Posted in the New York Times by Richard Thaler:
THIS column is in praise of warning labels. So let’s begin with one: I am not your usual sort of economist.
I practice what has come to be called behavioral economics. We behavioralists differ from our more traditional brethren in the way we characterize agents in the economy. Traditional economics is based on imaginary creatures sometimes referred to as “Homo economicus.” I call them Econs for short. Econs are amazingly smart and are free of emotion, distraction or self-control problems. Think Mr. Spock from “Star Trek.”
Real people are not Econs. Real people have trouble balancing their checkbooks, much less calculating how much they need to save for retirement; they sometimes binge on food, drink or high-definition televisions. They are more like Homer Simpson than Mr. Spock. Call them Homer economicus if you like, or just Humans. Behavioral economics is the study of Humans in markets.
Designing policies for Econs is pretty straightforward. Because they are smart consumers and make good choices, the best policies give them as many choices as possible and simply assure that they have access to all the relevant information.
Humans, however, can use a bit more help, especially when the options are hard to understand. Often, it is possible to help people make better choices without restricting their options at all. So shouldn’t it be a no-brainer to try? Some of the financial regulations recently proposed by the Obama administration provide a good example.
Consider mortgages, the source of so many problems in the financial crisis. Once upon a time, choosing a mortgage was easy. Nearly all mortgages were of the 30-year, fixed-rate variety, required a 20-percent down payment and were devoid of tricky features like balloon payments, teaser rates and prepayment penalties.
Sensible regulation was easy in this environment. Congress passed what’s known as the Truth in Lending Act, which required lenders to report interest rates in a uniform way, using the now-ubiquitous annual percentage rate. Picking the best mortgage was no more complicated that finding the lowest A.P.R.
Fast forward to 2008, and the world of mortgage shopping had become a much more complicated place. Borrowers were quoted low initial “teaser” rates that would jump later to some higher level, depending on market interest rates at the time, and there were prepayment penalties for paying off the loans early. For such mortgages, an A.P.R. was no longer an adequate measure of the loan’s cost.
How can we help people make sense of all this?
One extreme approach would be to ban complex mortgages entirely: we could just go back to the world of uniform fixed-rate mortgages. But the cost of simplicity is an end to innovation. Shopping for televisions was easier in the 1970s, when we did not have to decide between plasma and L.C.D. technology — but who wants to go back to those hulking old TV sets?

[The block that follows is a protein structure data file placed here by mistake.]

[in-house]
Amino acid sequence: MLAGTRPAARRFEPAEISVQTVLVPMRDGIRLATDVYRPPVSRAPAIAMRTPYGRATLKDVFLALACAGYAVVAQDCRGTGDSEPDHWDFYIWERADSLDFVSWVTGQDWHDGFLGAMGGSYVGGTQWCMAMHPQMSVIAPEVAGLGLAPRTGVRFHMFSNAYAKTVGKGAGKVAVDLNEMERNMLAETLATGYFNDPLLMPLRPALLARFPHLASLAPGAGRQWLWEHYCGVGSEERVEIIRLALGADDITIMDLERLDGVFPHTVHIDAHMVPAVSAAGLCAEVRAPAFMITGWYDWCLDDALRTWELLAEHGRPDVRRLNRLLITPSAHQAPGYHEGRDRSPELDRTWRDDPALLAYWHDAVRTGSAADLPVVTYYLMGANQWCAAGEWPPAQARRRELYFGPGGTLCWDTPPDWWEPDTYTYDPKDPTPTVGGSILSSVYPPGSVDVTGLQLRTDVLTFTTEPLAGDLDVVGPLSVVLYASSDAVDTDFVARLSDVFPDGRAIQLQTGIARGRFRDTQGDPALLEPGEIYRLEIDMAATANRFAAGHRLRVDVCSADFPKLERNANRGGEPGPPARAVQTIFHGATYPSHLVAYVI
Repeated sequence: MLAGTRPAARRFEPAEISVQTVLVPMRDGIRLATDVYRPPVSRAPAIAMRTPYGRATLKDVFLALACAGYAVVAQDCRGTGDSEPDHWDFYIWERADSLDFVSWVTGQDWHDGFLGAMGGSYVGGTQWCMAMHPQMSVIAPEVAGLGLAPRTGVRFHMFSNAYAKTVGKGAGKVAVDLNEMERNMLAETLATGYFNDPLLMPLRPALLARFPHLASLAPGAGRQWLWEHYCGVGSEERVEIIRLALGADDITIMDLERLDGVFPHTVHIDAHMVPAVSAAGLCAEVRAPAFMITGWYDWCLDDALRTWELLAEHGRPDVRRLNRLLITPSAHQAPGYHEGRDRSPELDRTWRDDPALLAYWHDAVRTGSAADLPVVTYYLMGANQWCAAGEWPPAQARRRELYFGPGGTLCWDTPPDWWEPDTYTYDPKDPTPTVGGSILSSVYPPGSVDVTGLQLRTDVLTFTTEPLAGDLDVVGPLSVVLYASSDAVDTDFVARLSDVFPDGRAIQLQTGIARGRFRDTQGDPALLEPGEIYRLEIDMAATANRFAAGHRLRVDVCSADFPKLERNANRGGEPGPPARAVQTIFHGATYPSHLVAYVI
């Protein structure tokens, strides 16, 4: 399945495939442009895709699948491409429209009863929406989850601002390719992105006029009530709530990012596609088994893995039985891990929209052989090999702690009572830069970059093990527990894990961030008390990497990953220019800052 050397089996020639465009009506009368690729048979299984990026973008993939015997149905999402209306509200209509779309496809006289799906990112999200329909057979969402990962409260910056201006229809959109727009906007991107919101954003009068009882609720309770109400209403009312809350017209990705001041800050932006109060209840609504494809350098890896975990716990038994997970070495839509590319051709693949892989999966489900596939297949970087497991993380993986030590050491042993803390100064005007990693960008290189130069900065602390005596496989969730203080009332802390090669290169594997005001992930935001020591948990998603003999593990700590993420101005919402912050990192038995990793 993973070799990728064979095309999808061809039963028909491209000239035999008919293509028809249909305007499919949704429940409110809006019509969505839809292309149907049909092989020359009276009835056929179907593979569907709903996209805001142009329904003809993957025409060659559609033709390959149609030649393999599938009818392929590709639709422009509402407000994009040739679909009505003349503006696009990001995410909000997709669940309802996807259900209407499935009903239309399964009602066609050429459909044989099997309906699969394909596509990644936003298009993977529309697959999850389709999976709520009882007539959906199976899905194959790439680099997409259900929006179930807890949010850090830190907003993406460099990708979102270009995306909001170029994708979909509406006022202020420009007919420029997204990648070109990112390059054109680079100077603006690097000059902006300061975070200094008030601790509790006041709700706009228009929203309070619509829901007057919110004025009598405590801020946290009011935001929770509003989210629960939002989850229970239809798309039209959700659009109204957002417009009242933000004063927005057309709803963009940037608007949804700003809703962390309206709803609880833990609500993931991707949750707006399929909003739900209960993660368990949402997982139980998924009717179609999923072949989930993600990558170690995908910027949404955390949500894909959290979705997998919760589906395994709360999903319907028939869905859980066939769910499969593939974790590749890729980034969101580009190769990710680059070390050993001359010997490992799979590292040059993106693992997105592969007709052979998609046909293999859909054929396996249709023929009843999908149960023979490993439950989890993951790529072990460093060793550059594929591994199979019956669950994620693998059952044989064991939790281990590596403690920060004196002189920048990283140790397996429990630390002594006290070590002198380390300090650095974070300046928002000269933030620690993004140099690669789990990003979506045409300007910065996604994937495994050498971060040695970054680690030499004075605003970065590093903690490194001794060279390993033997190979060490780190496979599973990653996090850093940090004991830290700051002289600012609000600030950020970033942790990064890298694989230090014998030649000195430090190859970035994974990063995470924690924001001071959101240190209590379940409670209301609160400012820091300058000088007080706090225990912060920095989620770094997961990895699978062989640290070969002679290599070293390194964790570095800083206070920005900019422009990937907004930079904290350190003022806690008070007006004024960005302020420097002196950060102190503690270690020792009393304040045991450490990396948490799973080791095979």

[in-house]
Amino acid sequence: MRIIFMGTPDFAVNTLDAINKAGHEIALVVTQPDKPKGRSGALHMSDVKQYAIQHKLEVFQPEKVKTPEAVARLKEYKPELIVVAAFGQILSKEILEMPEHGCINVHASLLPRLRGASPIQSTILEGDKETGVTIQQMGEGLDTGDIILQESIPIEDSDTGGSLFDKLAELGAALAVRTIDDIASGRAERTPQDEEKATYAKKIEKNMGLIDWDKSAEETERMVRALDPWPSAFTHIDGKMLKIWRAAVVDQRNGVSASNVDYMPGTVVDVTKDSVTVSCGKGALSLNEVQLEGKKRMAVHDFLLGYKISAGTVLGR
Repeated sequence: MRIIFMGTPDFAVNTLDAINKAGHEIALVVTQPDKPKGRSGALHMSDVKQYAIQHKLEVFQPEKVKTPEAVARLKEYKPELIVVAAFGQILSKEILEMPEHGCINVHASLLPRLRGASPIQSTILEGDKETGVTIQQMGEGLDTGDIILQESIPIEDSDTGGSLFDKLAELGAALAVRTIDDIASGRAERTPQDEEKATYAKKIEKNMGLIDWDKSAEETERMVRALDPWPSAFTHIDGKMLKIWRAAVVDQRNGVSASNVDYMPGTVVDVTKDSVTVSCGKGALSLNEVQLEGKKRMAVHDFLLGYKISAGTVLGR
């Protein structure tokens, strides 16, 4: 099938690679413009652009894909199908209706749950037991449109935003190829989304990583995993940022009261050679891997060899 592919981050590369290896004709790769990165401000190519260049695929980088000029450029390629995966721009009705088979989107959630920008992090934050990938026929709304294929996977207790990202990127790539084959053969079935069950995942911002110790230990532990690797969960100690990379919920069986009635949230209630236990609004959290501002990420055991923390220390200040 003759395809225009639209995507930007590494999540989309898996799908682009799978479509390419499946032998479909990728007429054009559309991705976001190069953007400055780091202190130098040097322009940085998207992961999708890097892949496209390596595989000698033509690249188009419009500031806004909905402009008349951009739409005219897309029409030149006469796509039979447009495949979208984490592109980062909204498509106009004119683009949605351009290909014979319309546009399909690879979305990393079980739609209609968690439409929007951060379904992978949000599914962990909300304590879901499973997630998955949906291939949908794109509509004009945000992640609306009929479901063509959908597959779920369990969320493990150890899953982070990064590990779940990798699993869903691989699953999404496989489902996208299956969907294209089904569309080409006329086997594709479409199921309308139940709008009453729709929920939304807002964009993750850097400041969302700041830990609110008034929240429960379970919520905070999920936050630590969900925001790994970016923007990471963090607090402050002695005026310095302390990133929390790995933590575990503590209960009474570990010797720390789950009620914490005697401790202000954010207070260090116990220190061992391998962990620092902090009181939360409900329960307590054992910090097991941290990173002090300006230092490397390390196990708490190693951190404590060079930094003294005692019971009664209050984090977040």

A better approach is to strive for maintaining diverse options but helping consumers make smart choices and avoid the most common pitfalls.
For mortgages, the specific plan proposed by the administration appears to be strongly influenced by Michael S. Barr, an assistant Treasury secretary. Mr. Barr is a former law professor at the University of Michigan who wrote an important article sketching out these ideas with Sendhil Mullainathan, an economist at Harvard, and Eldar Shafir, a professor of psychology and public affairs at Princeton. As the administration plan describes it, lenders could be required to offer some mortgages they call “plain vanilla,” with uniform terms. There might be one vanilla 30-year, fixed-rate mortgage and one five-year, adjustable-rate mortgage. The features of these plain mortgages would be uniform, much as in a standard lease used in most rental agreements.
Lenders would also be free to offer other exotic mortgages — perhaps called “rocky road” mortgages? — along with the vanilla variety, but these offerings would receive more intense scrutiny from regulators.
Although the details of this dual ice-cream approach have not been fully specified, the concept has two main selling points.
First, inexperienced borrowers are steered toward the vanilla mortgages, the terms of which are chosen to be easy to understand. Vanilla mortgages would be the equivalent to the green runs at ski resorts that are intended for novices. The rocky-road mortgages would at least come with warning labels (“Don’t even think about going down this run unless you are an expert skier, or have a trusted professional instructor by your side”), and it is possible that for very exotic mortgages, borrowers might have to demonstrate that they understand the risks or have been aided by a certified mortgage planner.
Second, because the terms of the vanilla mortgages are all the same, they are more easily comparable; just as in the good old days, the A.P.R. will be a good basis for assessing the cost of the mortgage.
Some critics contend that behavioral economists have neglected the obvious fact that bureaucrats make errors, too. But this misses the point. After all, wouldn’t you prefer to have a qualified, albeit human, technician inspect your aircraft’s engines rather than do it yourself?
The owners of ski resorts hire experts who have previously skied the runs, under various conditions, to decide which trails should be designated for advanced skiers. These experts know more than a newcomer to the mountain. Bureaucrats are human, too, but they can also hire experts and conduct research.In the past year, we have learned the hard way that when people take out mortgages they cannot repay, the entire economy can be disrupted. Fixing the problem is complicated. But a good first step is to make the mortgage lending process Homer-proof.